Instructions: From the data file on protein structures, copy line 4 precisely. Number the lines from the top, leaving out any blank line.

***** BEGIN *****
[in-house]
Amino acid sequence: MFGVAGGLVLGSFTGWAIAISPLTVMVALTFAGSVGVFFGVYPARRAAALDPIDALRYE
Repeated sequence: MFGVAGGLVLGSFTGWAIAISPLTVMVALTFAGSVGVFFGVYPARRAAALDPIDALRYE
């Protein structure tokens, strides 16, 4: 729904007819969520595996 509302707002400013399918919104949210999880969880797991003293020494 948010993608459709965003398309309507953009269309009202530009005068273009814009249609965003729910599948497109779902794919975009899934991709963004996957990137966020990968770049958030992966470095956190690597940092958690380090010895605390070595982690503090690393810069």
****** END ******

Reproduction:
């Protein structure tokens, strides 16, 4: 729904007819969520595996 509302707002400013399918919104949210999880969880797991003293020494 948010993608459709965003398309309507953009269309009202530009005068273009814009249609965003729910599948497109779902794919975009899934991709963004996957990137966020990968770049958030992966470095956190690597940092958690380090010895605390070595982690503090690393810069």